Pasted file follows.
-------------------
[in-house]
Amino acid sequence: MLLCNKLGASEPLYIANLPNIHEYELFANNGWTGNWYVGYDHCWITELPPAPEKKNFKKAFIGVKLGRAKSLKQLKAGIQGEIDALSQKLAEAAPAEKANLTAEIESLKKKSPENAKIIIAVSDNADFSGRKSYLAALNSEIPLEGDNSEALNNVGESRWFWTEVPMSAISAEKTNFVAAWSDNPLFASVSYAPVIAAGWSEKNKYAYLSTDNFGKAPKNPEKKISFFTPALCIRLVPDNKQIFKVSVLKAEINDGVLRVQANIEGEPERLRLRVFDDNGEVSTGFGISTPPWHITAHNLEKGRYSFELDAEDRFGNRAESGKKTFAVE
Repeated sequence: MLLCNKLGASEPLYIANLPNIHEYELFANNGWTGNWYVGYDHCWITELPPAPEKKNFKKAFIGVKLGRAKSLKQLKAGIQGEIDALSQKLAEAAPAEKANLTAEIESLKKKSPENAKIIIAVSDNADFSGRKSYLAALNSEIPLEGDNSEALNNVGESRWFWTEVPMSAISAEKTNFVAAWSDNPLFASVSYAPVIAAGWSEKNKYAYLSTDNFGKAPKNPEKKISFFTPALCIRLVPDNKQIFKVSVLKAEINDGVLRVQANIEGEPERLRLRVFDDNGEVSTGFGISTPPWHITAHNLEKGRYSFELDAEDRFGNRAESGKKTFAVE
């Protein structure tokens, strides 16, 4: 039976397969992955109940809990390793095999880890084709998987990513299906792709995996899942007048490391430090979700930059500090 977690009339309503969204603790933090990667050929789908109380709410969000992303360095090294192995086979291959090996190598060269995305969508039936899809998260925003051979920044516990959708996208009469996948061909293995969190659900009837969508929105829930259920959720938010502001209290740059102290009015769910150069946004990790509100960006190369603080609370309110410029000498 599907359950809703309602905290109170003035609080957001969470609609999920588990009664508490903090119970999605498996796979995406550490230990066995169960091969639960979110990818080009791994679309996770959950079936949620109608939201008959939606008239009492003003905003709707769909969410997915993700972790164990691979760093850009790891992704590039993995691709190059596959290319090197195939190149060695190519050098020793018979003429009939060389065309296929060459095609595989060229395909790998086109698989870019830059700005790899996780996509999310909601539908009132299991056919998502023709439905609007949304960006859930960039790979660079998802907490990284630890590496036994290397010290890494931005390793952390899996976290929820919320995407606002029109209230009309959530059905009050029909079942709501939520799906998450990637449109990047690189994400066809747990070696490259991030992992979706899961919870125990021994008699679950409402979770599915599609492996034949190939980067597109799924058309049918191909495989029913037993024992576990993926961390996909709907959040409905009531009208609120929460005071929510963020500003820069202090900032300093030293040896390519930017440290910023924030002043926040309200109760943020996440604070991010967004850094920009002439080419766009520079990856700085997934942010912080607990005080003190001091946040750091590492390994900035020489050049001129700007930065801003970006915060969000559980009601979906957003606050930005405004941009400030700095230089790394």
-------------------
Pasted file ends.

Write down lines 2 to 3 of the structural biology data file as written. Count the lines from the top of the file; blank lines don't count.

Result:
Amino acid sequence: MLLCNKLGASEPLYIANLPNIHEYELFANNGWTGNWYVGYDHCWITELPPAPEKKNFKKAFIGVKLGRAKSLKQLKAGIQGEIDALSQKLAEAAPAEKANLTAEIESLKKKSPENAKIIIAVSDNADFSGRKSYLAALNSEIPLEGDNSEALNNVGESRWFWTEVPMSAISAEKTNFVAAWSDNPLFASVSYAPVIAAGWSEKNKYAYLSTDNFGKAPKNPEKKISFFTPALCIRLVPDNKQIFKVSVLKAEINDGVLRVQANIEGEPERLRLRVFDDNGEVSTGFGISTPPWHITAHNLEKGRYSFELDAEDRFGNRAESGKKTFAVE
Repeated sequence: MLLCNKLGASEPLYIANLPNIHEYELFANNGWTGNWYVGYDHCWITELPPAPEKKNFKKAFIGVKLGRAKSLKQLKAGIQGEIDALSQKLAEAAPAEKANLTAEIESLKKKSPENAKIIIAVSDNADFSGRKSYLAALNSEIPLEGDNSEALNNVGESRWFWTEVPMSAISAEKTNFVAAWSDNPLFASVSYAPVIAAGWSEKNKYAYLSTDNFGKAPKNPEKKISFFTPALCIRLVPDNKQIFKVSVLKAEINDGVLRVQANIEGEPERLRLRVFDDNGEVSTGFGISTPPWHITAHNLEKGRYSFELDAEDRFGNRAESGKKTFAVE